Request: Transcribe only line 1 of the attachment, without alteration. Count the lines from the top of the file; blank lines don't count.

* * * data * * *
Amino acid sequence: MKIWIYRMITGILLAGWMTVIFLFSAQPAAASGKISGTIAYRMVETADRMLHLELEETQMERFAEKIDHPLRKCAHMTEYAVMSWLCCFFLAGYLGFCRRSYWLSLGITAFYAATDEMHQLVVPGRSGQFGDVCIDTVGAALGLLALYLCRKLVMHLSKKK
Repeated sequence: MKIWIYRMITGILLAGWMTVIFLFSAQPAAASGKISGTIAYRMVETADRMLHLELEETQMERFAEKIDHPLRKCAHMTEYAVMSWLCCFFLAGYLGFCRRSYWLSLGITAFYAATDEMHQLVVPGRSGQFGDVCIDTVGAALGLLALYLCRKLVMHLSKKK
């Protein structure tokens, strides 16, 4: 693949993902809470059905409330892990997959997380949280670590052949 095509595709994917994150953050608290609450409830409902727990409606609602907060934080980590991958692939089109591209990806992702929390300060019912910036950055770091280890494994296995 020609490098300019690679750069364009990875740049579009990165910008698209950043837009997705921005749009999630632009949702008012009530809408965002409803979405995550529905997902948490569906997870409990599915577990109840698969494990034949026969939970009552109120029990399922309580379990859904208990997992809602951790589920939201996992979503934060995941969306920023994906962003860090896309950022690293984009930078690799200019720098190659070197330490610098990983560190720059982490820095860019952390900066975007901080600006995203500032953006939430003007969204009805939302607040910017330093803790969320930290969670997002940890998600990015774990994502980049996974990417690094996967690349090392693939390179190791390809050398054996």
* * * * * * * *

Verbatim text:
Amino acid sequence: MKIWIYRMITGILLAGWMTVIFLFSAQPAAASGKISGTIAYRMVETADRMLHLELEETQMERFAEKIDHPLRKCAHMTEYAVMSWLCCFFLAGYLGFCRRSYWLSLGITAFYAATDEMHQLVVPGRSGQFGDVCIDTVGAALGLLALYLCRKLVMHLSKKK